I came away from Li Chiao-Ping Dance's opening of eVOLUTION, Friday night at Overture Center's Promenade Hall, liking Li's sensibility as a dance maker and appreciating her qualities as a dancer. But my favorite piece of the night wasn't her choreography, and she didn't perform in it.
That was the smart and funny "Press," from choreographer Lionel Popkin, which opened the program and was the first of four premieres for the company. The four dancers, all of whom are quite good, do indeed press, push, pull and paw at each other as Popkin explores the impact of touch. Robin Baartman and Rachel Krinsky first assess Emily Miller as they wrap their hands around her rib cage, briefly hoisting her up, then laying hands on her and manipulating her body, even pressing their palms onto her face so her lips smush out. They lean into her, bodies cantilevered out.
They are then joined by Liz Sexe, who is a clean and efficient mover. In muted blue and gray costumes, two dancers engage in a lumbering embrace, swinging each other around. At times one stands on her partner's feet like a little girl dancing with her dad. A third dancer appears behind them to perform this same duet, but hers is with an invisible partner. In a clever moment, a dancer lopes across the stage in a low slung, simian fashion to insert herself into an embrace between the others. Later the dancers stack themselves neatly onto one other, each lying flat on top of the next.
In "Fin de Siècle Part I and II," Li performs a solo in a quirky little Cirque du Soliel costume (zippy stripes with knee and elbow pads, and a snug cap with chinstrap topped off with a stiff metallic apron). She drums her fingers nervously on her thighs to begin this dance set against a video by Li and Douglas Rosenberg. The video includes images of machinery, and a group of tightrope-walking, block-stacking, puffy-suited people wearing what looks like golden lucha libre wrestling masks, mashed up with scenes from a science fiction movie with a Plan 9-esque spaceship.
Li is always compelling in the piece, whether rounding the stage in a hurried grapevine or stringing together a series of complex hand gestures to David Byrne's tick-tocky music. She is joined by four dancers in midriff-baring red and black costumes with their own chinstrap caps. When she is paired with Miller, they share a similar physicality and attack. Ella Rosewood has some nice moments, especially when skipping backwards in a series of jumps. Several times the dancers begin a sequence of steps by chugging or scooting forward on a foot. Then, with toes folding under, the leg collapses down on top of the tucked foot, a movement that is at once perilous and smooth.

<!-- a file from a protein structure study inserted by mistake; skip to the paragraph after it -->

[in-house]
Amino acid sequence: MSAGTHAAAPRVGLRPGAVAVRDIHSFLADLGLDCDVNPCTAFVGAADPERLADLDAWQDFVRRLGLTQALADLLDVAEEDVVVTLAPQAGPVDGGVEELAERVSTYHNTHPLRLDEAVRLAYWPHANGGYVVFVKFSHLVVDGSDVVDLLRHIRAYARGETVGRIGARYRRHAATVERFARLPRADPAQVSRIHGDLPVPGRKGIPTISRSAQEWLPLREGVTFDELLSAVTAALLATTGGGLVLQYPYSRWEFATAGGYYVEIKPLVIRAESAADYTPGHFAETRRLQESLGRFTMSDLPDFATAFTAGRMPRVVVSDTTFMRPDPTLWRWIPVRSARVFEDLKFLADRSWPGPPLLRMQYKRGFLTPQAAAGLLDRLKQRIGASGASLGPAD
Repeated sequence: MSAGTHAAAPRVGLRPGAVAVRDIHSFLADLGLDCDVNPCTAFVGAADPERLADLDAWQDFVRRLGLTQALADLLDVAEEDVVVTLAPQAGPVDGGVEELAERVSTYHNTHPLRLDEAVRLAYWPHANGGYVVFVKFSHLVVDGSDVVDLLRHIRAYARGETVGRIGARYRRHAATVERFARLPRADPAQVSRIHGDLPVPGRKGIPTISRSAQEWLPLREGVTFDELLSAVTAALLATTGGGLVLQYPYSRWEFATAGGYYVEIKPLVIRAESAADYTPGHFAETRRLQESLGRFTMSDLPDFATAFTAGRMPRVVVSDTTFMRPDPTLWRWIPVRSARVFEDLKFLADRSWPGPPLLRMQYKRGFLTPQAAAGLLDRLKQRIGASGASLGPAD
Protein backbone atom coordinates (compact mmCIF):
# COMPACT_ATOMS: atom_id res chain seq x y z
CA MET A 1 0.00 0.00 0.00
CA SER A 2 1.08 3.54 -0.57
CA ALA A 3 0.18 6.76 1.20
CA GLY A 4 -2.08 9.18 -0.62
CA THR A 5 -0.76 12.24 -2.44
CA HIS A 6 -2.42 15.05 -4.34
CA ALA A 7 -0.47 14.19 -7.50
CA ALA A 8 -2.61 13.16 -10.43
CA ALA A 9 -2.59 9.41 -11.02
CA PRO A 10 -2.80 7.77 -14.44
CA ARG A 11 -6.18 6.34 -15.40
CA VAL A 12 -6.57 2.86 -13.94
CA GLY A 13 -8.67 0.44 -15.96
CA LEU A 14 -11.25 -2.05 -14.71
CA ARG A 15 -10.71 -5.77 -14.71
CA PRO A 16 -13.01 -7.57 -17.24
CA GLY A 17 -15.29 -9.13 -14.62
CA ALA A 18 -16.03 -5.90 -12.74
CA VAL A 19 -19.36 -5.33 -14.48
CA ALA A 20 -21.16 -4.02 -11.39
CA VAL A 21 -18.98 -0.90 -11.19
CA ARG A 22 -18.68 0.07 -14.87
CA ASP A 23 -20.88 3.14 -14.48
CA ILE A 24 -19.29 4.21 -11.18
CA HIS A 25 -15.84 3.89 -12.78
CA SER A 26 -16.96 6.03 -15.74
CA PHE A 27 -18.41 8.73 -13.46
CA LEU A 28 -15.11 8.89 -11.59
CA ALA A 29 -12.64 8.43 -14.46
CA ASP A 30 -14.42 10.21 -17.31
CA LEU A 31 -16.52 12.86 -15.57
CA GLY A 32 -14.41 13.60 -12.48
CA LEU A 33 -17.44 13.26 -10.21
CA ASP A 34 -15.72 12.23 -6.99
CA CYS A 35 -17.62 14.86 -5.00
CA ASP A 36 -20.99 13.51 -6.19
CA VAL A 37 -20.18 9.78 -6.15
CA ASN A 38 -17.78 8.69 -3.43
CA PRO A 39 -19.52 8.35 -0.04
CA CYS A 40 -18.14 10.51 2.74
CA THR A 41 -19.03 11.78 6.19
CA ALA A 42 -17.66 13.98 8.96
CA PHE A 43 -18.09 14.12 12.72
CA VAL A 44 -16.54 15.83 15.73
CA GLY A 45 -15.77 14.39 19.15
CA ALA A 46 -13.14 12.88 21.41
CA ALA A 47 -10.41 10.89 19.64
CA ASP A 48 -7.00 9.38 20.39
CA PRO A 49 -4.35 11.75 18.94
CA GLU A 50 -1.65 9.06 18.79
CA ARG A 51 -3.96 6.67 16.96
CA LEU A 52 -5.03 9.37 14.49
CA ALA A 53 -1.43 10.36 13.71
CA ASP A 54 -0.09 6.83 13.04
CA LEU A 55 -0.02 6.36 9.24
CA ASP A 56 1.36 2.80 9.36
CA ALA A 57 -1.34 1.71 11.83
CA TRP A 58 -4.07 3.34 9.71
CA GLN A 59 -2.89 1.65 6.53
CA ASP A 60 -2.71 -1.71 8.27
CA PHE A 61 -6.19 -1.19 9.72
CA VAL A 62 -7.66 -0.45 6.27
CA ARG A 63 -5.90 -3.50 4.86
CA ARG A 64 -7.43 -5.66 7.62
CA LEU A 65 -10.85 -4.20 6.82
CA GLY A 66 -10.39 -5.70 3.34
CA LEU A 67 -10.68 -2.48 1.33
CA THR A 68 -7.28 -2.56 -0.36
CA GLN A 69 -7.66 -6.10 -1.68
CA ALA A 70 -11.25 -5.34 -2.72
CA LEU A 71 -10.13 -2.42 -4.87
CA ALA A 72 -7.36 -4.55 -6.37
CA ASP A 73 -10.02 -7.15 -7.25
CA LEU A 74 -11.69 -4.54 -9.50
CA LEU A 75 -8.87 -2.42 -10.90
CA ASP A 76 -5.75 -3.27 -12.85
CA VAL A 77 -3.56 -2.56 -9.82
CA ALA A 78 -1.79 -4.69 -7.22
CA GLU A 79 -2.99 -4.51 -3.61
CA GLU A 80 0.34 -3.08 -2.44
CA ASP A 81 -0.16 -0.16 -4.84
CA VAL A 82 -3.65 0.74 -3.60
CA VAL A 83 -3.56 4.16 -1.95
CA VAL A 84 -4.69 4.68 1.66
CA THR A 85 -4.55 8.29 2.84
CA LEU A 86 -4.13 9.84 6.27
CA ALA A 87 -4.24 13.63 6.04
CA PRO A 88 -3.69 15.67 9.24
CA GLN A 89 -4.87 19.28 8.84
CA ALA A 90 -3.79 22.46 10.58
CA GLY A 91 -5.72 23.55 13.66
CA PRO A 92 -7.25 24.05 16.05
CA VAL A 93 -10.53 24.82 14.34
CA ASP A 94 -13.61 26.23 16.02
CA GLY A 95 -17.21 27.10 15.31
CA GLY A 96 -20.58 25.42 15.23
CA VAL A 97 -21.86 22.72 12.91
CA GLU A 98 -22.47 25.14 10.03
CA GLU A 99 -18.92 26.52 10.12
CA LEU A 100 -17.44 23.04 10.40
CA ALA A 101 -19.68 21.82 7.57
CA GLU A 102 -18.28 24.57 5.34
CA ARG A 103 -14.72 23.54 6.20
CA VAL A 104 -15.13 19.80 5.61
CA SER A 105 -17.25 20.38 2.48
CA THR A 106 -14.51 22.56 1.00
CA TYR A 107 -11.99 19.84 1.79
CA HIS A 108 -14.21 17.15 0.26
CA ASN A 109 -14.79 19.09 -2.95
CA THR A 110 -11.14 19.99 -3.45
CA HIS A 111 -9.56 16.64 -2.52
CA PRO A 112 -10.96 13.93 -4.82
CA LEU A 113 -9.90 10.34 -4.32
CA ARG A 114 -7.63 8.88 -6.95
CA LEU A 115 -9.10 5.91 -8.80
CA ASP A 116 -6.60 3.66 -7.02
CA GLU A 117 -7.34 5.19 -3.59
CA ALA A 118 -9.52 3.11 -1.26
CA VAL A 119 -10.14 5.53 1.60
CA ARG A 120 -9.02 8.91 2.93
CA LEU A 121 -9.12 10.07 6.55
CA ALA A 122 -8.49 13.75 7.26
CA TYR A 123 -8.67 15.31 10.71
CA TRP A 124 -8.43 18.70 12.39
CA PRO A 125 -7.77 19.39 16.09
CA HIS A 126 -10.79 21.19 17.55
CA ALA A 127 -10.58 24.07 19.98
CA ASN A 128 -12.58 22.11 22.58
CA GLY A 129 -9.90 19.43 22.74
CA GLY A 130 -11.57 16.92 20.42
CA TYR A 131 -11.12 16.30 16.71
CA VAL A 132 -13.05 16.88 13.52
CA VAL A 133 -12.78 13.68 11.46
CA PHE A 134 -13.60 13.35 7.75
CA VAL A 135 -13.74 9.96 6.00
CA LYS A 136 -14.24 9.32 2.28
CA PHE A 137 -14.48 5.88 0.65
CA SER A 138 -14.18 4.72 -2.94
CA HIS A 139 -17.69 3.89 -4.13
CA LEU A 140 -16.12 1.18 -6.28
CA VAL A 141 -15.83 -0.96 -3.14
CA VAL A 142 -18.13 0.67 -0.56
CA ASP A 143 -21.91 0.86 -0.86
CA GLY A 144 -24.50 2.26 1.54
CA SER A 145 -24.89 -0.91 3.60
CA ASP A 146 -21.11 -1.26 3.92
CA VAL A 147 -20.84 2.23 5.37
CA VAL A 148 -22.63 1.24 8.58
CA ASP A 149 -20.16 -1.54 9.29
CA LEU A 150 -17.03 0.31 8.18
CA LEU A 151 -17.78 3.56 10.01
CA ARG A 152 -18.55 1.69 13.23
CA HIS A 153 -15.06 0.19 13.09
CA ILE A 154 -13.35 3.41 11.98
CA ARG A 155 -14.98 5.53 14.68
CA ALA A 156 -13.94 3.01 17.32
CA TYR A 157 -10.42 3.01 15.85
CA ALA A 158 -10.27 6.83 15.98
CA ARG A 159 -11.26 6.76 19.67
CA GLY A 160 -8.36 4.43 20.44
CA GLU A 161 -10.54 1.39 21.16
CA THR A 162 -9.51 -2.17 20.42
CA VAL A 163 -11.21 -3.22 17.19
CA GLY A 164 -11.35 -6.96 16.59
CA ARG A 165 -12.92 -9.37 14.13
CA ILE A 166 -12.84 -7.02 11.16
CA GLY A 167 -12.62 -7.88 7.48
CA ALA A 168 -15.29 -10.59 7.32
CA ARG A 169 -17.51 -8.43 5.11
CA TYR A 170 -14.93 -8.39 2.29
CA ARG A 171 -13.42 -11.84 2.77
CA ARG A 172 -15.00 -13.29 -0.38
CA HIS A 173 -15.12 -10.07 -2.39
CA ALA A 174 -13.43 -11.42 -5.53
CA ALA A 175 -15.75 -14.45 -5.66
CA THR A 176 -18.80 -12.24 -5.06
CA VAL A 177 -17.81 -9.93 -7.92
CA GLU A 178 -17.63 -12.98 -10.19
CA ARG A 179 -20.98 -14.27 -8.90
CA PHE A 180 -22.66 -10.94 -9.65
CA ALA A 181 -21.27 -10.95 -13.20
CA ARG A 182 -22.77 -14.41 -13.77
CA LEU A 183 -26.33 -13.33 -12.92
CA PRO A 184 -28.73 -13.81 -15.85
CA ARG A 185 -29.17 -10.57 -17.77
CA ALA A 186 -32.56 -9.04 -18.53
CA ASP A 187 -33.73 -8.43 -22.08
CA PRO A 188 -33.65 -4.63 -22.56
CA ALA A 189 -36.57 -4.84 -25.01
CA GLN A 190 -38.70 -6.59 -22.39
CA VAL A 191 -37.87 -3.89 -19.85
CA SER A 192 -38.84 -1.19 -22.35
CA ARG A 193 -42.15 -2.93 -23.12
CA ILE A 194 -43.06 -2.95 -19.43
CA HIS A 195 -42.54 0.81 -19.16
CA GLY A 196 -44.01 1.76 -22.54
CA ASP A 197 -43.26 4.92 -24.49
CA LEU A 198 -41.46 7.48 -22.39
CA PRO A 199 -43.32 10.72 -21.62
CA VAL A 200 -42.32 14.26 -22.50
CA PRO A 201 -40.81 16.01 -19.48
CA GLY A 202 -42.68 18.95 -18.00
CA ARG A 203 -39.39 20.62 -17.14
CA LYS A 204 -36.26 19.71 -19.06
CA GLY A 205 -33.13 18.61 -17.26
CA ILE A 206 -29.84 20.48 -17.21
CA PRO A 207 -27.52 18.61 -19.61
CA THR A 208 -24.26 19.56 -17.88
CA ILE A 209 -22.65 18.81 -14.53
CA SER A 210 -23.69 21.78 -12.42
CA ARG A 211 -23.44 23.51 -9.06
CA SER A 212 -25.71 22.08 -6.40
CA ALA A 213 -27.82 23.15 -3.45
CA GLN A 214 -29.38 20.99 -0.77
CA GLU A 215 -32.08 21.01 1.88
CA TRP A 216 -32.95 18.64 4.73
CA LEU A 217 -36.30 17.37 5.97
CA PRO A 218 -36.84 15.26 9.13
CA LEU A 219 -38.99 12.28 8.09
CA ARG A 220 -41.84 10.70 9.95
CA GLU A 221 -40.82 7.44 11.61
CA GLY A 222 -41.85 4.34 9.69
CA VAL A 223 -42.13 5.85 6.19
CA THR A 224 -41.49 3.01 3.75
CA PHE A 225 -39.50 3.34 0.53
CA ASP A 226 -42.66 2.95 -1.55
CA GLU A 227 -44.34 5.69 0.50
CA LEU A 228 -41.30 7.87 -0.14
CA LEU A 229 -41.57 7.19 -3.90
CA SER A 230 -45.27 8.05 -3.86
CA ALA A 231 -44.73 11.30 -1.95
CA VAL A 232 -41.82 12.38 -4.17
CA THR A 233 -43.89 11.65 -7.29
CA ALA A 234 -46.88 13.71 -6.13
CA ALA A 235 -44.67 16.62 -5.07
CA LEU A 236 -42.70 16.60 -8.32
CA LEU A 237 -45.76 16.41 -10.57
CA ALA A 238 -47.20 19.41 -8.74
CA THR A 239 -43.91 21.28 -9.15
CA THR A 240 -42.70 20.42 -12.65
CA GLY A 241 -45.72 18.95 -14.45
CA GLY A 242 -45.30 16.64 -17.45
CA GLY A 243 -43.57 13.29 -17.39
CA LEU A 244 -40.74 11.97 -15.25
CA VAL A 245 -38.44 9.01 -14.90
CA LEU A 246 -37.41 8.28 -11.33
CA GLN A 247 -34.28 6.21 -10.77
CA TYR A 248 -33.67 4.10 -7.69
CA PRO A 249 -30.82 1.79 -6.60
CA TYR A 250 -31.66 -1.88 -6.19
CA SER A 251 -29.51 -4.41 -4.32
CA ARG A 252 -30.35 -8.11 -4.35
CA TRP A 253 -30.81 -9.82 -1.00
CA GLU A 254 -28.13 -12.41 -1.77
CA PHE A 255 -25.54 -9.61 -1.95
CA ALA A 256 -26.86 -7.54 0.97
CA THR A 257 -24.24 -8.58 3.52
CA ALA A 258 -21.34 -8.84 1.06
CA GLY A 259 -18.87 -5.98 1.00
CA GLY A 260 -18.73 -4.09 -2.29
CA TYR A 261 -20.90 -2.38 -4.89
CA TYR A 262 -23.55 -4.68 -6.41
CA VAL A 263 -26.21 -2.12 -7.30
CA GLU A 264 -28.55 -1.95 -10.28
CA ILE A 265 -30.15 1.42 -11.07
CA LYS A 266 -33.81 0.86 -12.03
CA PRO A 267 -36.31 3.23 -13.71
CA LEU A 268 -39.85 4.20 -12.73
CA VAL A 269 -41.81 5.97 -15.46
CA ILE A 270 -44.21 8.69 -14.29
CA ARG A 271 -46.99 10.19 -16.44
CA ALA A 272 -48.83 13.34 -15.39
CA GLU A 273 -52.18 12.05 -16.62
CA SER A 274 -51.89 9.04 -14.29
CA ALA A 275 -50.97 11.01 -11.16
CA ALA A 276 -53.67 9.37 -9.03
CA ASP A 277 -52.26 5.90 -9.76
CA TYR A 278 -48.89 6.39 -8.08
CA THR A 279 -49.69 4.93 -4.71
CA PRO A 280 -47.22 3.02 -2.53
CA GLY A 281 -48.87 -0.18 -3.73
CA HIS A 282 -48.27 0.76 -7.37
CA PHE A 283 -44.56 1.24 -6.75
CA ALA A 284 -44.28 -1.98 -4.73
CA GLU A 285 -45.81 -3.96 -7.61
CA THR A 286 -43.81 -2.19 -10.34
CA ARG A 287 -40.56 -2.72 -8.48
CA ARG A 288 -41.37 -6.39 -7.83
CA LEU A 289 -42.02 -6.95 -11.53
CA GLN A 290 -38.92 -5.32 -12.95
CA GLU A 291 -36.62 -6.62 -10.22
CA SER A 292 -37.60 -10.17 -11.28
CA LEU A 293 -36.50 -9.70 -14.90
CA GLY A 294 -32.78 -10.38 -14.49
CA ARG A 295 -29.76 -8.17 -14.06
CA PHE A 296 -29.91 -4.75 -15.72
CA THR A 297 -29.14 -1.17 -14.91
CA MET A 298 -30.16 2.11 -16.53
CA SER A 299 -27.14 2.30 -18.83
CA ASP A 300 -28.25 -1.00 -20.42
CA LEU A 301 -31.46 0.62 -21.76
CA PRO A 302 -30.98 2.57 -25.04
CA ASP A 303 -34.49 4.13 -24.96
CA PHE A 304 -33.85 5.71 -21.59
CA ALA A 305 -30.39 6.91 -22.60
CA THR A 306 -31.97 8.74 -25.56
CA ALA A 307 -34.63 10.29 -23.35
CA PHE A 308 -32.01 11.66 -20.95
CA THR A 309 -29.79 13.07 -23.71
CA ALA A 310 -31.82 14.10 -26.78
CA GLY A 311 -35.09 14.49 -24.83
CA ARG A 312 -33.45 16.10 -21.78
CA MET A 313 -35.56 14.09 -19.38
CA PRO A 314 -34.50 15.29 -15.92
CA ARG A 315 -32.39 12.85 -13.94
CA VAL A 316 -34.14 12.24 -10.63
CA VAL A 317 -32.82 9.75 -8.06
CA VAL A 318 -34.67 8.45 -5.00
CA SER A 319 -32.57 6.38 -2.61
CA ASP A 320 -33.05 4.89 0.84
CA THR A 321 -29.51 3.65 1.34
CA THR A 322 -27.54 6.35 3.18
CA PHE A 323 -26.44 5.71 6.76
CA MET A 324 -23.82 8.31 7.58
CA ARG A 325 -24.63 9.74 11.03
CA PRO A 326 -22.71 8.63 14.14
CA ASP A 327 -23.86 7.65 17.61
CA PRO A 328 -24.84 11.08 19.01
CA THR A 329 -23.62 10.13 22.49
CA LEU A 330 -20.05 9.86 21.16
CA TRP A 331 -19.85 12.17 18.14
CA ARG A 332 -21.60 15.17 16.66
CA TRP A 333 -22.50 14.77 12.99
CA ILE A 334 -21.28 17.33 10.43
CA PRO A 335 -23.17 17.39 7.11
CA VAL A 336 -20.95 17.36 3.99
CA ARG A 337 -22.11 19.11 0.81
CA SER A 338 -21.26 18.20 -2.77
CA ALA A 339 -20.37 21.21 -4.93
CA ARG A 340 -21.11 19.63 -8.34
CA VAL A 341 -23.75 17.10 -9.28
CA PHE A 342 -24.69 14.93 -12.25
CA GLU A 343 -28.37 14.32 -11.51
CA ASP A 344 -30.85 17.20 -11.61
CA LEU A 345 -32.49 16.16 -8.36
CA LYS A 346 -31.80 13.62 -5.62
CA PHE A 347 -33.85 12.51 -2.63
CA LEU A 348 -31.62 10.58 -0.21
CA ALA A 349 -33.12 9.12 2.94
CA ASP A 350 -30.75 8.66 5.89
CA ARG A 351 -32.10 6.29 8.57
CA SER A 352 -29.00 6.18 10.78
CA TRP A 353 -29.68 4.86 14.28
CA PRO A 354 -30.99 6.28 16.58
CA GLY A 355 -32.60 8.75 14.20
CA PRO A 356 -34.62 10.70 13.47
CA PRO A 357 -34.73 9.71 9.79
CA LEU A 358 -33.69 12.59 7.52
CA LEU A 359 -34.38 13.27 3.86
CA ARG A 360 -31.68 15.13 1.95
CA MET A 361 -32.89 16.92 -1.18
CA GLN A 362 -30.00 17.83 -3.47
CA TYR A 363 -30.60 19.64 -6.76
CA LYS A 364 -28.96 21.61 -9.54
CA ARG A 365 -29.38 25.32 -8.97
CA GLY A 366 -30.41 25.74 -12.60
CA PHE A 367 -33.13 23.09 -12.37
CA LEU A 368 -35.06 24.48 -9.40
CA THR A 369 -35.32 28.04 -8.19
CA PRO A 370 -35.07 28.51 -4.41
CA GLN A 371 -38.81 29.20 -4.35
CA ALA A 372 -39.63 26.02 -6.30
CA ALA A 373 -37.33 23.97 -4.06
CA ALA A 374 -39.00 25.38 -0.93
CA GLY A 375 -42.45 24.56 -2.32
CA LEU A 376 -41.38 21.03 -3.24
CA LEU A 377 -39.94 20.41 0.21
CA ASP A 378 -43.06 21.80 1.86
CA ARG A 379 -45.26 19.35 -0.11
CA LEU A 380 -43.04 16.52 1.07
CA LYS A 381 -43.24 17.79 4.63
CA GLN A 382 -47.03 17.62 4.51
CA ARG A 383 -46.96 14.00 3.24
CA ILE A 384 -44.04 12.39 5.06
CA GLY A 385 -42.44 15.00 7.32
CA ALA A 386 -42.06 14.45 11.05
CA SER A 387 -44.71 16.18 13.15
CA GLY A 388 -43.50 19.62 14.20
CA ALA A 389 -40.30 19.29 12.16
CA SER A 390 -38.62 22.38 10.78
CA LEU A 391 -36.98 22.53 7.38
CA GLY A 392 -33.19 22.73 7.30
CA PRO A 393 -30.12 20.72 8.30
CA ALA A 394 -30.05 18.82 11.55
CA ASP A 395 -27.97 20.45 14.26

Cynthia Adams' "Toddler on Board" explores motherhood, but ends up being a bit too cutesy and obvious with its spoken word references to "Go Dog Go," Dr. Seuss and Legos. Dancer Mariah Meyer LeFeber's pregnancy doesn't hamper her lovely movement and underscores the maternal theme. I did enjoy the "four little swans" section lifted from Swan Lake, with its iconic series of pas de chat, pas de bourrée, échappé steps. These are performed with arms linked as the women share feelings of inadequacy about mothering and their "fake it 'til you make it" parenting techniques. Earlier in the piece, a showdown involving two small stuffed animals also rings true.
In "Galapagos Olympiad," the dancers are brave to wear Adidas swimsuits over tights with 1970's style gym socks. There is some funny business with laundry baskets and movement punctuated with sports vocabulary: an umpire signals "you're out," a referee calls time out, and four dancers circle the stage as a horse race is called. Miller appropriately demonstrates her athletic style and nice musicality in her buoyant solo set to Haydn.
Another premiere, "Rust/Rise/Rest," is a solo for Ella Rosewood, who commissioned the piece from Li. With perhaps a nod to Remy Charlip's "Dance in a Bed," Li puts Rosewood on a featherbed ,and at first she isn't allowed to leave those comfy confines. It's as though there is an electric fence, and she abruptly pulls back her foot if it crosses the invisible border. Rosewood is slight but strong and dances with a steely determination. While in a shoulder stand, she crinkles her toes and scrunches up her feet and later flops face down, spread-eagled on the bed. When she gets up and off the featherbed, she is a tenacious and graceful shadow boxer, rising and falling.
Li's final premiere, "d-evol.ve," was created during Li's residence at the Madison Senior Center (with assistance from 9-year-old Jacob Li Rosenberg). It may be a bit much for me with its balloons and bubble-blowing, its video game elements and a toy piano version of Queen's "We are the Champions," but at times it is playful and engaging. The performers include seniors dancing alongside the company members, and the celebration of pure movement was fun to watch.